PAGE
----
“Carle has done an outstanding job of being nimble and working efficiently to find solutions to the many challenges brought about by the pandemic, and this group will act as yet another important tool in continuing to address the well-being of those living within the communities we serve.”
The Healing After Loss (COVID-19) Support Group is a six-session bereavement program for those who have experienced the loss of a loved one to COVID-19. There will be two separate groups, and they’re open to all, regardless of where your loved one received treatment.
“The world has been and still is impacted by the COVID-19 pandemic,” Wael Mostafa, MD, PhD, Neuroscience Institute said. “Our life came to a stop. Our spirit is down. Lots of families have lost loved ones. Carle is always thinking about our community. The COVID support groups will provide the patients and the families who lost their loved ones with the medical, spiritual and social support they need. Carle is holding the hands of our affected community.”
The sessions are virtual, and the first one is on Tuesday, May 25. Days and times are below:
- Group 1
- Second and fourth Tuesday, monthly
- 5:30 - 6:30 p.m.
- Group 2
- Second and fourth Thursday, monthly
- 5:30 - 6:30 p.m.
“This group would not be possible without the support of the Carle Health Center for Philanthropy and the wonderful group of social workers who are dedicating their time to provide support and focus on the needs of the group participants,” Hirschi said.
If you are interested in additional information or want to register for a group, please contact Kimberly Harden.
“It’s another opportunity to respond to the needs of the patients we serve,” Kimberly Harden, social worker, Cancer Institute said. “There has been an increased need for mental health services since before the pandemic, but even more so now. We want to give people an opportunity to express and work through the feelings related to losing a loved one from COVID-19.”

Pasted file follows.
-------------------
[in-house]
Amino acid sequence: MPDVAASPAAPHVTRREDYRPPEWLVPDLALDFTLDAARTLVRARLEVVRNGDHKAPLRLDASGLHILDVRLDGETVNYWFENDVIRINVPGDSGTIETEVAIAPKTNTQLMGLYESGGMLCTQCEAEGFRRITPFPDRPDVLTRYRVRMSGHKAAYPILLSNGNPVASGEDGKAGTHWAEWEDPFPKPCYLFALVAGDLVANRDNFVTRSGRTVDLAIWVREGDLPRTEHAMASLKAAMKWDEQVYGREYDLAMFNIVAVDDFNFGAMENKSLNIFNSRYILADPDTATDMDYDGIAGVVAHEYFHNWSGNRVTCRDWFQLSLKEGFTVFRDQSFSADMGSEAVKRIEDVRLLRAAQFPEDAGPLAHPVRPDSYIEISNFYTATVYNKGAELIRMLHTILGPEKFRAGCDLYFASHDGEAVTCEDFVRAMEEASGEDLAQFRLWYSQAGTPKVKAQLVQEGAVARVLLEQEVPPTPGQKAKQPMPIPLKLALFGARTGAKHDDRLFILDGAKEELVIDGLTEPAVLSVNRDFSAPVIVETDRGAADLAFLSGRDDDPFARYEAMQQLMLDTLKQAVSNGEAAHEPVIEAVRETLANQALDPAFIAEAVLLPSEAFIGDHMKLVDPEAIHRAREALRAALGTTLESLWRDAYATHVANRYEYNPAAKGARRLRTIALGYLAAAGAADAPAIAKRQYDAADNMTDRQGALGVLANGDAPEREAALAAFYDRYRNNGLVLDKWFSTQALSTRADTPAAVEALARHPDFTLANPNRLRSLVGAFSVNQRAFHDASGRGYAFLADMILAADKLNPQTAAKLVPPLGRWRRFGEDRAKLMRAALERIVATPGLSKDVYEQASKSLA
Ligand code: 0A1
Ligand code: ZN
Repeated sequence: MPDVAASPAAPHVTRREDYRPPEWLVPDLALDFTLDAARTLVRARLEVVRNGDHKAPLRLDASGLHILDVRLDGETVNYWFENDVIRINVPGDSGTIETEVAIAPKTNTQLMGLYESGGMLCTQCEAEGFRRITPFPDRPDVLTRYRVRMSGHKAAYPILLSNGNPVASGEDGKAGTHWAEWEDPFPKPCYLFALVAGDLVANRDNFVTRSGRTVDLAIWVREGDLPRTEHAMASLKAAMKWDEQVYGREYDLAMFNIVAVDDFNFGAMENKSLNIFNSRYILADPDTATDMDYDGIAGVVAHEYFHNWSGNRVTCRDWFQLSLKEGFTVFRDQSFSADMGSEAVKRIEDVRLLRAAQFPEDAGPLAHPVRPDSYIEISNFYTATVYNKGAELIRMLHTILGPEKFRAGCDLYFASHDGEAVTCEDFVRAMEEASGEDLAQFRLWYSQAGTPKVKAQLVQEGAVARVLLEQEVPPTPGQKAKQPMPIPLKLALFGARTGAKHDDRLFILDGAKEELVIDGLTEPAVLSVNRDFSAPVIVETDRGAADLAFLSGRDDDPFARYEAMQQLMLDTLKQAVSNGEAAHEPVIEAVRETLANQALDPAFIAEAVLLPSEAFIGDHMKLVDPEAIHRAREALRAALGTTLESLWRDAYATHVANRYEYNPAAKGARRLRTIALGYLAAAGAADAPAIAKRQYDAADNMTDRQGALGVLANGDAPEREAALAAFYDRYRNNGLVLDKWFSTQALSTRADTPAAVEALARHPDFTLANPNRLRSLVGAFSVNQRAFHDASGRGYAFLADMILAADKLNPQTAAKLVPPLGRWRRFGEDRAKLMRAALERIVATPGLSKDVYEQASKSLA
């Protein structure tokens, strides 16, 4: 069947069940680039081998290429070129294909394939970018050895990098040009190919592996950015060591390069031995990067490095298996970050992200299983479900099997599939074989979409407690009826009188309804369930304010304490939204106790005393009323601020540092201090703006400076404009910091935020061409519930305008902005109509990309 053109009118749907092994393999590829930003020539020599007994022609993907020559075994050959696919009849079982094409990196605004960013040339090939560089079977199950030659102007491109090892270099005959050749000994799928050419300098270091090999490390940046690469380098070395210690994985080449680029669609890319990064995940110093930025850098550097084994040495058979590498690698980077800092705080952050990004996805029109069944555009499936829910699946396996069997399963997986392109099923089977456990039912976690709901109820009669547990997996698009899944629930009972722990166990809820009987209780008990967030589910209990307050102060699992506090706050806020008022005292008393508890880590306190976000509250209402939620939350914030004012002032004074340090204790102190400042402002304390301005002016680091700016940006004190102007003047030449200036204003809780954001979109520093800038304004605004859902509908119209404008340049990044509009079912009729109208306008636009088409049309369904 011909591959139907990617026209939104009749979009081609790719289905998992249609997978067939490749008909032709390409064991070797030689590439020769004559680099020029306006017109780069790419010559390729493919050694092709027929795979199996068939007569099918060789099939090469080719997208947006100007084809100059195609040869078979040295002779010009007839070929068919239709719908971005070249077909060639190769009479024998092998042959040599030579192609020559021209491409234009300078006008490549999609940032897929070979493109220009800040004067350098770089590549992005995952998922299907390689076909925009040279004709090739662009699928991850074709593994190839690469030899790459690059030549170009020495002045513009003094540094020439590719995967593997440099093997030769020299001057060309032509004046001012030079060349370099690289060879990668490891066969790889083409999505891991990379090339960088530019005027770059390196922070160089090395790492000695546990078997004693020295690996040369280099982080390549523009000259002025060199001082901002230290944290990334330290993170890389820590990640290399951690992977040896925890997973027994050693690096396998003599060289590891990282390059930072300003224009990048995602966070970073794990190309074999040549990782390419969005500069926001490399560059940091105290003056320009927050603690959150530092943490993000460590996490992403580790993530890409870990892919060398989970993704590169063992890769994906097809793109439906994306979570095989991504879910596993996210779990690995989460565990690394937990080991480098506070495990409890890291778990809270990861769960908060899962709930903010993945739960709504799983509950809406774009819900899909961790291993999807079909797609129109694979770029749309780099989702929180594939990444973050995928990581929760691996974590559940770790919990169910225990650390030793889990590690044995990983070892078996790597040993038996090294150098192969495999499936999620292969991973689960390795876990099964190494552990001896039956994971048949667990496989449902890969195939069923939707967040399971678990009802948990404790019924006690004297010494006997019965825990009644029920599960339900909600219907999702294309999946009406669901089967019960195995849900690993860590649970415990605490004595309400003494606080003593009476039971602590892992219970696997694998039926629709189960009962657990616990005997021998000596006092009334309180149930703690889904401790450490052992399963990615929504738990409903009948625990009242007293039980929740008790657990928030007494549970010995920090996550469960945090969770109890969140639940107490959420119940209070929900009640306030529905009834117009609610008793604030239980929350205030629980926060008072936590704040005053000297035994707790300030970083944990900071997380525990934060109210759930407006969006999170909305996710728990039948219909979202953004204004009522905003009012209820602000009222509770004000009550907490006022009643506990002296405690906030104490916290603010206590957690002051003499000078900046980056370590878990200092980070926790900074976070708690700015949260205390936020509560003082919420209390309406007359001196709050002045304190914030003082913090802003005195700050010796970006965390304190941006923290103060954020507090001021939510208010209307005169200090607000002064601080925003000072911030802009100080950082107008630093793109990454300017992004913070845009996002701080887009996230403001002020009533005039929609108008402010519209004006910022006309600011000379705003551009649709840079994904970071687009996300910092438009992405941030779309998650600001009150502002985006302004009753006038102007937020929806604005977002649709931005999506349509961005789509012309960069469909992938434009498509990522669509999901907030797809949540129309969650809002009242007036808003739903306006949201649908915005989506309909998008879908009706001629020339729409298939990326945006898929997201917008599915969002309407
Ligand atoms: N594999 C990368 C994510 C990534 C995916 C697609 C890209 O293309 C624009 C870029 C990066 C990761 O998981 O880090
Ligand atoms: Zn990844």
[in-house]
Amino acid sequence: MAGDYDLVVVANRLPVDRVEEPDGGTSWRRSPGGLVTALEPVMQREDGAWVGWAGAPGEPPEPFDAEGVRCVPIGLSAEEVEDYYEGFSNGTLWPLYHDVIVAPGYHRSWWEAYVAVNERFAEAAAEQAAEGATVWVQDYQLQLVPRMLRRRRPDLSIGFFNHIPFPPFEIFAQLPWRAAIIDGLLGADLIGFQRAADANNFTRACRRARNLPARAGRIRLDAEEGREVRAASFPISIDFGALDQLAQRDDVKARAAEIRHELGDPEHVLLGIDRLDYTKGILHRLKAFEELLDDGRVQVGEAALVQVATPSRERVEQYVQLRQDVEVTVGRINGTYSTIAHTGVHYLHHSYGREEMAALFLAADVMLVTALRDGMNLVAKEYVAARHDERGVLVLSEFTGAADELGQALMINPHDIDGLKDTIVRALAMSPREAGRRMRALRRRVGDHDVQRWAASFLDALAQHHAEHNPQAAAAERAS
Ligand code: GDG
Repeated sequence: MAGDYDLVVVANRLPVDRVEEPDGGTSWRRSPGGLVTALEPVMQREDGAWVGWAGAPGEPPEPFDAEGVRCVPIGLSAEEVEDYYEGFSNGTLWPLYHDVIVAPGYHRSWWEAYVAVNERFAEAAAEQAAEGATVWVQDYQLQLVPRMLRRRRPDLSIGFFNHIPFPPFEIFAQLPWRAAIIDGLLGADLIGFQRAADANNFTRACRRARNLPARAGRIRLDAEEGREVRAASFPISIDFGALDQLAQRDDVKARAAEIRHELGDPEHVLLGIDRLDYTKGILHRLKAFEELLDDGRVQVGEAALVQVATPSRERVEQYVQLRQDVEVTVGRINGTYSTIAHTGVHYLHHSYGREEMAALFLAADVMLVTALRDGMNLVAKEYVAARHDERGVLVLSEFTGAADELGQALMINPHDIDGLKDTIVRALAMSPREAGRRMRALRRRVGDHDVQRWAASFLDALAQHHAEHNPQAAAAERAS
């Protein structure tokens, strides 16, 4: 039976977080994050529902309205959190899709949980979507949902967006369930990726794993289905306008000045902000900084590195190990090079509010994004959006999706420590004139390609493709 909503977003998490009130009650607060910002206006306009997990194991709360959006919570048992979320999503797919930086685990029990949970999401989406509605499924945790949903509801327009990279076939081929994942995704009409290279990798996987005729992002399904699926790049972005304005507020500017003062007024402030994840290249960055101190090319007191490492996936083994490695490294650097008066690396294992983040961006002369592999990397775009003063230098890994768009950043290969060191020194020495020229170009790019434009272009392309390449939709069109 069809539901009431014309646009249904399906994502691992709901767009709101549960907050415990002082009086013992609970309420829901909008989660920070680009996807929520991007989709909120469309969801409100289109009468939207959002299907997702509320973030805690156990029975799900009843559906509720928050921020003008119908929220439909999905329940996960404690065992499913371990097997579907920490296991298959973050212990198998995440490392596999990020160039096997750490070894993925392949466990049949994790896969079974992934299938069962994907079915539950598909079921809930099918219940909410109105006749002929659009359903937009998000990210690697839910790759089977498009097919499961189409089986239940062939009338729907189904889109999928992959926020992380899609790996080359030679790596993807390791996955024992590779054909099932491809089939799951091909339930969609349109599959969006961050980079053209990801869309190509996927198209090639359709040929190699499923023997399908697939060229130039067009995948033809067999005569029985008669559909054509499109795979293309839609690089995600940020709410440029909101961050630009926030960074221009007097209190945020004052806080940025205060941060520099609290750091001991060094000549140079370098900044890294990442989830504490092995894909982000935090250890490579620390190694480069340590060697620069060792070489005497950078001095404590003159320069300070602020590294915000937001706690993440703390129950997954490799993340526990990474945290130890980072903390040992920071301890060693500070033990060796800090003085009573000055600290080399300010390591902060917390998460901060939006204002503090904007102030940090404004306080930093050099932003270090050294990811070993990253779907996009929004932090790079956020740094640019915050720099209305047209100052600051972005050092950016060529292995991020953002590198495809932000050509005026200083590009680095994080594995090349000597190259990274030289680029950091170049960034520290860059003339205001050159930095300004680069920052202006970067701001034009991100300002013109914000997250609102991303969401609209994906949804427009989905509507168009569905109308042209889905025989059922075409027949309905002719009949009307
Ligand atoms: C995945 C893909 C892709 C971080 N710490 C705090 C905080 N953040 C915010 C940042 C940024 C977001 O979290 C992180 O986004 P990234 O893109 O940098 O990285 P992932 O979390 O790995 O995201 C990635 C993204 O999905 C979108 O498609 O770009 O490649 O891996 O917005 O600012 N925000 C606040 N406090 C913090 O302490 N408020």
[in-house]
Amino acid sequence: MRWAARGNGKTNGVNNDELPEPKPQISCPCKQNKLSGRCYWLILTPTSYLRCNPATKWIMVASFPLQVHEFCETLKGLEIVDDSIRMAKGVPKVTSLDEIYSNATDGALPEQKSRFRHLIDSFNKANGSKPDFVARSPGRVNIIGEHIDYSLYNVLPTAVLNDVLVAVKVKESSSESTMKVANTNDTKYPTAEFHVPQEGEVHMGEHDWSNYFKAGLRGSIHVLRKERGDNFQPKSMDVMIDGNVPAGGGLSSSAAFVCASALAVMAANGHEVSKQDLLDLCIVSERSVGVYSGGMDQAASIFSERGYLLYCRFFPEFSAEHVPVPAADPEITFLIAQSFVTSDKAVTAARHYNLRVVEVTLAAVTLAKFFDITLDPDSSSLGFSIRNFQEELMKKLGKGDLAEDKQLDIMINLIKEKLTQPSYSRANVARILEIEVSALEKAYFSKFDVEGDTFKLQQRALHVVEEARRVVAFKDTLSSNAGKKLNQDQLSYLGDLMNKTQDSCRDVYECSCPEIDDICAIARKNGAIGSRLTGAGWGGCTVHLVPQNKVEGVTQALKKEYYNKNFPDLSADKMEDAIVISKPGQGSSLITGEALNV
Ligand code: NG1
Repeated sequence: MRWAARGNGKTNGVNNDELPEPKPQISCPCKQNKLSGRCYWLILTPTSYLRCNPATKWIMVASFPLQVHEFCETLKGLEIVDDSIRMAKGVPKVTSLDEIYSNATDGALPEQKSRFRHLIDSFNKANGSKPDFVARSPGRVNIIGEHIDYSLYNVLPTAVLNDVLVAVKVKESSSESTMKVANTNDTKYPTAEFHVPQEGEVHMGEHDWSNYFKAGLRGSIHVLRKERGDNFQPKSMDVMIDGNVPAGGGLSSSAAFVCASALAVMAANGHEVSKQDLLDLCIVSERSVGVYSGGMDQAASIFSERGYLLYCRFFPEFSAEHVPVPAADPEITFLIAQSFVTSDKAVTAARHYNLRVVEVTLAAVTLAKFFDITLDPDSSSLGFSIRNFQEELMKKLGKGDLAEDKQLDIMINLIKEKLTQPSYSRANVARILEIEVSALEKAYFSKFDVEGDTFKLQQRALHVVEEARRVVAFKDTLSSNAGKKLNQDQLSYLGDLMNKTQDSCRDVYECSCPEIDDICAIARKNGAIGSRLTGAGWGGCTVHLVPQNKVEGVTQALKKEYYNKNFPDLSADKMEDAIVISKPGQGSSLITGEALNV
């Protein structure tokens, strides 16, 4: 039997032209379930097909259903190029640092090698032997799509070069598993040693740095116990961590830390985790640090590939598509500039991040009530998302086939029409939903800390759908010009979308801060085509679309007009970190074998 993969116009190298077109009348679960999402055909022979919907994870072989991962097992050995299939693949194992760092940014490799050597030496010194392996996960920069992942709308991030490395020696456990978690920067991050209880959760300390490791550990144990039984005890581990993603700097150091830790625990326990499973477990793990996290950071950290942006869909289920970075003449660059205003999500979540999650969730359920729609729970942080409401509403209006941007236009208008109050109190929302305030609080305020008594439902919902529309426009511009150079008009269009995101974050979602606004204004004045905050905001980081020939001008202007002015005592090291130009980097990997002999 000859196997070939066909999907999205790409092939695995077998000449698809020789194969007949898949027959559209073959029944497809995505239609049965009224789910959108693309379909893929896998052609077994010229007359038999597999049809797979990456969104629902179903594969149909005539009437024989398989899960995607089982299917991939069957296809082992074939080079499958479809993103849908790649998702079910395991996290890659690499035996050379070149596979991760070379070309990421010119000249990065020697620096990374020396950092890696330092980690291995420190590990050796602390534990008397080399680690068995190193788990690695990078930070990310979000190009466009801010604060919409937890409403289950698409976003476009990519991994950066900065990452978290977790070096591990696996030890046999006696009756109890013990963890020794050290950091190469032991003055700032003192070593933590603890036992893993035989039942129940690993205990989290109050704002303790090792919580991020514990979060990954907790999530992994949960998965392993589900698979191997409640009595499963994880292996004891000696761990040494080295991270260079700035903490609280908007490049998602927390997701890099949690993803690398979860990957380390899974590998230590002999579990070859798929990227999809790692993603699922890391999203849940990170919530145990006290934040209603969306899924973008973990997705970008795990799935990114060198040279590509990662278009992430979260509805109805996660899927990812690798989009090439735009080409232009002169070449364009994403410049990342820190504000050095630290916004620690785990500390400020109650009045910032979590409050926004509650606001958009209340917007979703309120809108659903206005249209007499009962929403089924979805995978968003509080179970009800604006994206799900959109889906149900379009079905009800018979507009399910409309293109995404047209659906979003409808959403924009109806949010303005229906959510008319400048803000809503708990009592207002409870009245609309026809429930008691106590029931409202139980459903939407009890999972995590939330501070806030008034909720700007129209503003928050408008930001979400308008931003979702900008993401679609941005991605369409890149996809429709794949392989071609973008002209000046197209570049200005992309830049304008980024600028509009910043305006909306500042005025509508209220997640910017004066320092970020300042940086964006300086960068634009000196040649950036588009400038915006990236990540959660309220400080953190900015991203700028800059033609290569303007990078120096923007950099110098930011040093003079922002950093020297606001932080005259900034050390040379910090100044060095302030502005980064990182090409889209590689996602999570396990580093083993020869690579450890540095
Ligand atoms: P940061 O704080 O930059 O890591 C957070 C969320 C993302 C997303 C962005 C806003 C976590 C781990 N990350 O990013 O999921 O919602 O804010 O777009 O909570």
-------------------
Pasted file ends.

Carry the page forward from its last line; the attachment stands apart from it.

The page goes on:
The group will be cover self-care after losing a loved one, basic grief psychoeducation, coping, changing roles and relationships, and the future.
“Social work is the opportunity to work with patients during a difficult time,” Harden said. “Part of what I want to do as a social worker is to assist people in dealing with those difficult times by providing them with resources and skills to handle the situation.
“I think my approach is to teach, to guide. I am not there to make the decision for the patient, but to work with them to find the resources and the best solution for them.”
Hirschi and Wael Mostafa, MD, Neuroscience Institute, put together the groups after requests were coming in from patients and Carle team members.
“The intent of this support group, under the direction of licensed social workers, is to provide a safe, supportive environment that allows individuals to not only grieve the loss of a loved one but also learn different coping strategies as they move forward,” Hirschi said.
“We hope that in addition to receiving guidance from the support group facilitators, participants are also able to interact with other group members and find strength together as they deal with the grief of losing a loved one to COVID-19.”
Categories: Staying Healthy